853 S.W.2d 99

$22,922.00, Appellant, v. The STATE of Texas, Appellee.

No. C14-92-00747-CV.Court of Appeals of Texas, Houston, Fourteenth District.
March 25, 1993. Rehearing Denied April 22, 1993.

Case Number: C14-92-00747-CV 11/01/1993 Record returned to Court of Appeals 10/27/1993 Motion for Rehearing – Disposed Overruled 09/29/1993 Motion for Rehearing – Filed 09/29/1993 Motion for Rehearing forwarded 09/29/1993 Conditional motion for rehearing No description available. 09/24/1993 Notice requesting filing fee 09/10/1993 Application for Writ of Error – Disposed proceeding denied 06/15/1993 MET to file reply disposed of Granted 06/14/1993 Reply filed 06/10/1993 Case forwarded to Court 05/26/1993 Application for Writ of Error – Filed

Appeal from the 165th District Court, Harris County, P.K. Reiter, J.

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Herb H. Ritchie, Houston, for appellant.

Kimberly Aperauch Stelter, Houston, for appellee.


CANNON, Justice.

This is an appeal of a judgment of forfeiture. Claimant Ronald L. Richardson complains that there was no evidence or insufficient evidence that $22,922 seized by police was proceeds gained from the commission of a felony under the Texas Controlled Substances Act. We affirm.

In response to reports of marihuana sales, Officers Beasley and Brooks set up surveillance of a scrap metal business. Brooks hid in an overgrown lot across the street and spied with a telescope. He was within earshot. Beasley parked in a marked patrol car a short distance away.

Chester Carthan was sitting on a chair just inside a metal building. Clifford Brown drove up and asked for a nickel bag of weed. Brown handed Carthan a single bill of unknown denomination. Richardson then appeared and handed Carthan a small pink envelope. Carthan passed the envelope to Brown and the bill to Richardson. Brown drove off but was stopped by Officer Beasley. Police found on Brown a pink envelope containing a small amount of marihuana.

Meanwhile, Richardson mounted a bicycle and exited the driveway. He went only twenty feet before turning back. Carthan closed the gate behind Richardson and said, “The cops are up the street.” Richardson entered the metal building. He left carrying a large, brown paper sack which he took to a truck parked across the street, only a few feet from where Officer Brooks hid. Richardson spotted Officer Brooks, froze for a moment, and then tossed the sack into the truck. Police arrested Richardson.

The sack was bushel-size with a tear in the side from which money protruded. The bag contained $20,985. The police seized the money and $1,937 found on Richardson’s person. The $22,922 total is the subject of the forfeiture action.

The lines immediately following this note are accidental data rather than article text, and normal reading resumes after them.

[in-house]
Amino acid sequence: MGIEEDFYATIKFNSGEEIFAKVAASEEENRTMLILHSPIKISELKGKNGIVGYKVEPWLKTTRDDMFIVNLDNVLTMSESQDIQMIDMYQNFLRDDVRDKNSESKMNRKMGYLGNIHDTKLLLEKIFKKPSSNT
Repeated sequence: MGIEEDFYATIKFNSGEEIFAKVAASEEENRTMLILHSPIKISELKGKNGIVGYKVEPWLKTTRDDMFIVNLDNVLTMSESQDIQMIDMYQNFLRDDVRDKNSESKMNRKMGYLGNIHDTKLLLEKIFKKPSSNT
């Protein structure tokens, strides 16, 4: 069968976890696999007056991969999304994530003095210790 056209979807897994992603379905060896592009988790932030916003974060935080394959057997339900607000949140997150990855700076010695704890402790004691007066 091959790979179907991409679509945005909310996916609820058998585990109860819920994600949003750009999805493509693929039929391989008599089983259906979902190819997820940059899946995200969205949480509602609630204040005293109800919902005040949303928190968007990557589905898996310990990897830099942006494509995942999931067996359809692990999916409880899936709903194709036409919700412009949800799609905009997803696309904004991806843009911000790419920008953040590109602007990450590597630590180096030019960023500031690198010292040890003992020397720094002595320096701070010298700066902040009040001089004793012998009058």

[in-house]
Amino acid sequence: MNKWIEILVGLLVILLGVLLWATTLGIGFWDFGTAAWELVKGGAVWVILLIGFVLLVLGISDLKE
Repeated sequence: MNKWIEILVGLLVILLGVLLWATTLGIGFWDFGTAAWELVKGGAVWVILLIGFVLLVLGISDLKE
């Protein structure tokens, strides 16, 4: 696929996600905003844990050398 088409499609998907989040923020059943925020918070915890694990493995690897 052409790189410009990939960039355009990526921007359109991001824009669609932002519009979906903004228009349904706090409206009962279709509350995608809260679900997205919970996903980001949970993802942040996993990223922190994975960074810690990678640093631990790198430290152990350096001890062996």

Richardson or Brown gave written consent to search the building. Police searched the trunk of a Ford Granada, one of several vehicles inside the building. The owner of the Granada was unknown, but police got a key from Richardson. Inside the trunk was a suitcase containing eight gallon-size ziploc baggies; a pair of scissors; three dust masks; a large quantity of small ziploc bags; a metal crack pipe; two spoons with white residue; three syringes; and one bottle cap. A drug dog alerted on the trunk, and later chemical analysis revealed that seven of the eight large baggies contained marihuana residue. Also, the crack pipe contained cocaine residue; the spoons, cocaine and heroin; and the bottle cap, heroin. The drug dog alerted on the sack of money which had been placed in a ditch to provide the dog with a drug-neutral setting.

Police charged Richardson with misdemeanor delivery of marihuana without remuneration. They also seized the $22,922.

In point of error one, Richardson complains that there is no evidence to support the finding that the $22,922 was proceeds gained from the commission of a felony

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under the Texas Controlled Substances Act.

A forfeiture proceeding under the forfeiture of contraband statute is a civil proceeding. TEX.CODE CRIM.PROC.ANN. art. 59.05(b) (Vernon Supp. 1993). The State has the burden to prove by a preponderance of the evidence that the property is subject to forfeiture Id. The State must prove that, considering all the evidence, it was more reasonably probable than not that the seized money was either intended for use in, or derived from, a violation of one of the offenses enumerated in the forfeiture statute. See Money of the U.S. in the Amount of $8,500.00 v. State, 774 S.W.2d 788, 792 (Tex.App. — Houston [14th Dist.] 1989, no writ). One category of offenses included in the forfeiture statute are violations of the Texas Controlled Substances Act. TEX.CODE CRIM.PROC.ANN.art. 59.01(2)(B)(i), (C) (Vernon Supp. 1993); TEX.HEALTH SAFETY CODE ANN. Sec. 481.001 et seq.
(Vernon 1992 Supp. 1993). The State’s proof must raise more than a mere surmise or suspicion but need not exclude every other possible use or source of the money. See $8,500.00, supra at 792. The court may draw any and all inferences reasonably capable of being drawn from the circumstances shown in evidence. Three Thousand Four Hundred Fifty Dollars in U.S. Currency v. State, 743 S.W.2d 759, 762 (Tex.App. — El Paso 1988, writ denied).

In our review of a no evidence point of error, we consider only the evidence and inferences tending to support the trial court’s judgment and disregard all evidence and inferences to the contrary. State v. $11,014.00, 820 S.W.2d 783, 784 (Tex. 1991). If there is any evidence of probative value to support the judgment, the no evidence challenge fails. See id. at 785.

The evidence tending to support the judgment follows: (1) Police saw Richardson sell a misdemeanor amount of marihuana to Brown; (2) Shortly after learning that police were nearby, Richardson tried to leave with a torn paper sack containing an inordinately large sum of money; (3) A drug dog alerted on the sack of money; (4) The dog also alerted on the trunk of a car on Richardson’s business premises; (5) Richardson had a key to that trunk; (6) In the trunk, police found evidence of marihuana trafficking, i.e., scissors used to cut marihuana leaves, dust masks for use when cutting and packaging, gallon-size baggies typically used to store one-pound quantities of marihuana, and a large supply of small baggies for distributing/retailing smaller amounts; and (7) During the two to three hours of police surveillance and on-scene presence, police saw no scrap metal transactions.